I have wonderful memories of my paternal grandfather, James Solomon McClam – “Grandaddy”. A small town boy, he grew up in the farming community of Lynchburg, in South Carolina’s Pee Dee region. Solidly a member of Brokaw’s “Greatest Generation”, he was a depression-era survivor, combat veteran and Purple Heart recipient in World War II, entrepreneur, and pillar of his community.
He was a reformed drinker who liked his beer as a younger man, I’ve been told. Following an arrest for drunken driving and an ultimatum from my grandmother, granddaddy quit drinking after their second child, (my uncle Jim), was born. He testified humbly of how his faith enabled him to overcome alcoholism.
He was a colossus of my childhood and his memory still brings me the greatest warmth today. Most of all, what I remember about granddaddy is his laugh. He had this easy, disarming, room-filling laugh. It made you happy to be near him.
I have fond memories of weekends spent as a young boy with my grandparents at their house on the Boulevard Road in Sumter. Each morning, I would awake in their back bedroom to the sound of pots and pans clanging, as the aroma of bacon and coffee wafted through the house. On occasion, as grandma prepared breakfast, I’d wander into the bathroom to watch granddaddy shave in the mornings before work or church. There was something elemental about the process of his morning grooming which resonated to me.
Like many of their generation, my grandparents both had false teeth, and this was a never-ending source of amazement to me. I remember watching, gape-mouthed, as granddaddy would take his teeth out of a glass of water on the porcelain sink and pop them into his mouth. Suddenly animated, his face would take on that familiar grin as he looked down at me with a wink and began his morning shave.
He used a safety razor and badger-hair brush, which he kept, along with shaving soap of dubious origin, in an Old Spice mug. I remember him lathering his face with the brush and within minutes, transforming from stubbly, early-morning granddaddy into clean-shaven storekeeper. Something about the way he shaved stuck with me. The process of it, the precision, the satisfaction of a wet shave – even experienced vicariously as an eight-year-old boy while glancing at a reflection in a steam-covered mirror. It spoke to me of manliness – of the way things ought to be.
Somewhere between granddaddy’s generation and my dad’s generation, shaving went into the crapper. Was it a blind attachment to technological advances? Electric shavers certainly made admirable advances during those years. Or was it that we, as a society, got ourselves into such a big damned hurry that caused the wet shave to lose popularity?
Whatever the reason, shaving went from being a process to be embraced – a rite of passage and a thing to be enjoyed – to a rushed, half-assed chore. Around 1985, when my first crop of peach-fuzz arrived, my first razor was an electric. Despite the vague excitement of that first shaving milestone, I remember the disappointment of the electric razor. It was mechanical, it was cold; it was not my Granddad’s shave. It occurs to me now, that my dad’s generation, in spite their admirable advances in oral health and resulting lack of false teeth, were boring shavers.
Even as wet shaving experienced a renaissance of late, something was still not quite right. The cost of replacement cartridges never fails to produce sticker shock while roaming the shaving aisle at Target. Replacement cartridges for Gillette’s highly popular Mach III razor, cost as much as $12 for four (4) replacement razors. This is due, in part, to the arms race of the past decade or so, in which razor companies have come up with increasingly elaborate and ridiculous blade designs. Three blades, four blades – I think they are up to five, all at greater cost with no perceptible increase in quality of shave. In fact there is some evidence to suggest multiple blade designs cause more skin irritation, not less.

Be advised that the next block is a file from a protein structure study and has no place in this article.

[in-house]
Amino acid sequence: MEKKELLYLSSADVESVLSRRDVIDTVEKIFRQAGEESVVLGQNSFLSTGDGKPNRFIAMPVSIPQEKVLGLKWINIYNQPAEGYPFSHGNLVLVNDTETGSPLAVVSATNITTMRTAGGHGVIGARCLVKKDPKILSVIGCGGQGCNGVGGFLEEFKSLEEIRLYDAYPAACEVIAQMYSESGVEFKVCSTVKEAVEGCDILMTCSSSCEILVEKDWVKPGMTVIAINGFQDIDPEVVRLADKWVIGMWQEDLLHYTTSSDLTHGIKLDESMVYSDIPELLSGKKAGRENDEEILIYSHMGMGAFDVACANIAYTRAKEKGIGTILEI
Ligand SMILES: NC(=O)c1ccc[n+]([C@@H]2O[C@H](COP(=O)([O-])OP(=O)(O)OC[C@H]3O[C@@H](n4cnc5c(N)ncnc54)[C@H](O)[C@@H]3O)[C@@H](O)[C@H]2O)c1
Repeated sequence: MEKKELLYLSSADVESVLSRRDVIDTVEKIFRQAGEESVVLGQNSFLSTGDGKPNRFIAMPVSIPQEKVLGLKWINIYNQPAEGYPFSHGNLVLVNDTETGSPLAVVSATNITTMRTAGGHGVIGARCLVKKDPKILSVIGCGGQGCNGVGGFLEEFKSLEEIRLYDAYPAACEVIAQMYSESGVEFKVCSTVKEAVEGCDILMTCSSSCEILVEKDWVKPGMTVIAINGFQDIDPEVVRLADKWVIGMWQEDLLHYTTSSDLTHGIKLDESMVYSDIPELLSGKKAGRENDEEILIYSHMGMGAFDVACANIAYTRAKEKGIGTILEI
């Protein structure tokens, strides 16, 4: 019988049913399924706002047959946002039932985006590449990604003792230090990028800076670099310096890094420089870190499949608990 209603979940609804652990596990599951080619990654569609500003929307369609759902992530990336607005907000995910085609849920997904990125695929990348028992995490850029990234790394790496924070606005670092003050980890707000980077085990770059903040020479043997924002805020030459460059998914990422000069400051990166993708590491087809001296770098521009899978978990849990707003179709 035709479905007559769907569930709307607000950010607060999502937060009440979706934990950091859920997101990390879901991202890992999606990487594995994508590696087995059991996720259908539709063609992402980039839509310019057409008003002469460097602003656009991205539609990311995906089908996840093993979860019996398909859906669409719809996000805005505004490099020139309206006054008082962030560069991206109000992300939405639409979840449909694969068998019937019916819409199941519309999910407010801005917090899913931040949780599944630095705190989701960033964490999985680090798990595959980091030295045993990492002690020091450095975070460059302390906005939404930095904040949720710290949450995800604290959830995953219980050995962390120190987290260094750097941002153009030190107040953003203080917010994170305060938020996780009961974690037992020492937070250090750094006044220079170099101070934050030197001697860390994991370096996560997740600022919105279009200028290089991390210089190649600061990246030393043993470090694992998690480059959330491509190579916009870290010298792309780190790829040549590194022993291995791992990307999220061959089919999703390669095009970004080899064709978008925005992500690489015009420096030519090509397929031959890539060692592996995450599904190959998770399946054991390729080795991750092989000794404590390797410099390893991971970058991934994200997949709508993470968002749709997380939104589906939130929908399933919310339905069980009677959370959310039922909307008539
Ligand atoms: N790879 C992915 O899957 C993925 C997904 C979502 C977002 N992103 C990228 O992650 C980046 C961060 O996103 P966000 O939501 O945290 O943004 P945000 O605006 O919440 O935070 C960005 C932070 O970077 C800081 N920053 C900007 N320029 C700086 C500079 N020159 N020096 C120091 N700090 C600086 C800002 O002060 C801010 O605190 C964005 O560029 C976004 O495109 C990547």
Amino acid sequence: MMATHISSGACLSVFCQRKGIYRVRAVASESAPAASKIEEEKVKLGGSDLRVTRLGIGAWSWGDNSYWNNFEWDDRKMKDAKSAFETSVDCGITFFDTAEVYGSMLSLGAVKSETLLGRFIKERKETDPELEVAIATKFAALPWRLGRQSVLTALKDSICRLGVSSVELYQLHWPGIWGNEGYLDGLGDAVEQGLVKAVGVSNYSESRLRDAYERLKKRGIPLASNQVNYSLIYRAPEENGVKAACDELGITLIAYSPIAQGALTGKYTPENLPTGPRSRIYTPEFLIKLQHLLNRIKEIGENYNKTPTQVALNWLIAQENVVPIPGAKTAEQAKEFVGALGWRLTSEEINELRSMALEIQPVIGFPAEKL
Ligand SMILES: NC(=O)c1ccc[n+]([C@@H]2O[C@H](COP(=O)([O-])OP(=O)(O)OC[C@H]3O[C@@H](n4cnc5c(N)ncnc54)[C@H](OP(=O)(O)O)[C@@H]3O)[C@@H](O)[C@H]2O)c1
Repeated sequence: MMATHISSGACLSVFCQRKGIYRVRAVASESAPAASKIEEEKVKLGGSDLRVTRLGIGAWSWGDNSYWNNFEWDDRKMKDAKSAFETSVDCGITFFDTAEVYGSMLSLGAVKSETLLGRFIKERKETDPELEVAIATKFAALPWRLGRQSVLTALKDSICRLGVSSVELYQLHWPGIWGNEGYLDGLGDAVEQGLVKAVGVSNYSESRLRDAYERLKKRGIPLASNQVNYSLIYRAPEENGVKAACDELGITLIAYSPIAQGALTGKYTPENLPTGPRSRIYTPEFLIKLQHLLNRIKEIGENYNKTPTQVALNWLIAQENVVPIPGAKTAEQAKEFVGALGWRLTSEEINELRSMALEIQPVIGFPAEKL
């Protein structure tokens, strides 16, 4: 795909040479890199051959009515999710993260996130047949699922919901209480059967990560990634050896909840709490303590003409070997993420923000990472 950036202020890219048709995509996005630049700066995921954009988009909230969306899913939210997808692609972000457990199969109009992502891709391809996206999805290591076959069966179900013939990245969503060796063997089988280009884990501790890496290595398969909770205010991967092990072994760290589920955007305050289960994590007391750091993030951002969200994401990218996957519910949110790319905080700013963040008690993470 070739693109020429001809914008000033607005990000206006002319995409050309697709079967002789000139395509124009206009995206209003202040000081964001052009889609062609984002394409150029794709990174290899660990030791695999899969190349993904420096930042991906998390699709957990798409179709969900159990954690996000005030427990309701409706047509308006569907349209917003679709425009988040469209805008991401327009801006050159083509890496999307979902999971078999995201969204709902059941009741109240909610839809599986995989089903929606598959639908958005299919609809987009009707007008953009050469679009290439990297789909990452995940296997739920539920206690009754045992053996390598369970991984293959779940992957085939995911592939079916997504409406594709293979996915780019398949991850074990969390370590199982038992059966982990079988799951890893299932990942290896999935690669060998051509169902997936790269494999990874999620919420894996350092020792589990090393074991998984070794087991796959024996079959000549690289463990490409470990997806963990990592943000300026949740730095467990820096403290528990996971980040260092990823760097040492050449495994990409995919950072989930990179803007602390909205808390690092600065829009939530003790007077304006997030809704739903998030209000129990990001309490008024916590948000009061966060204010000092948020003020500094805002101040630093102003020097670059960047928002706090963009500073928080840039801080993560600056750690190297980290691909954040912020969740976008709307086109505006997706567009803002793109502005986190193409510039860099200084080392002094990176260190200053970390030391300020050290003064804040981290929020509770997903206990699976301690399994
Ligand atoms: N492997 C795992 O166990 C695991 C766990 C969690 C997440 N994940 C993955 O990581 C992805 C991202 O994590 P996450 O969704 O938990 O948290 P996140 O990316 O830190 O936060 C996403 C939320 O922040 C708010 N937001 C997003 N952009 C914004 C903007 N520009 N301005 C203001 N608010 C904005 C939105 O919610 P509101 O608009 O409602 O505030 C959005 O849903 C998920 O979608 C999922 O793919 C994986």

Weary of paying exorbitant prices for replacement cartridges, I did a little research on old-school shaving products. What I found was a veritable world of alternative shaving options. There were straight razors, safety razors, bowls, and brushes. Perhaps most enticing, I found Pinaud Clubman Aftershave, that time-honored, manly-smelling staple of barbershops everywhere, was still available for purchase.
Moreover, I calculated a year’s worth of replacement razors for the old-school equipment vs. the Mach III stuff, and the difference was eye-popping. Each Mach III replacement cartridge costs an average of $3. Each double-edged safety blade replacement meanwhile costs an average of $.50. Over a year’s time, that’s a difference of $130. Extrapolated over decades, that starts to add up. Better yet, I could recapture the manly essence of my Granddad’s shave. The razor, the bowl, the brush, the soap of dubious origin… it all seemed right, and so I took the plunge.
After a brief flirtation with purchasing a straight razor, visions of a severed carotid artery and Rorschach blood patterns on the bathroom wall deterred me. I settled on a mid-century safety razor – a Merkur 34C. Manufactured in Germany in beautiful stainless steel, it has a highly satisfying heft. It feels like an “instrument”, a thing to be taken seriously, and it is somehow just satisfying to hold.
I have been shaving like granddad for ten years now, and have never looked back. I lather my face with a badger-hair brush, then go to work with the Merkur, and the process of it all is pleasing. And after it’s all done, I splash on a bit of Pinaud Clubman and start my day smelling like a barbershop.
Somewhere up there, I know granddad is starting his day off the same way.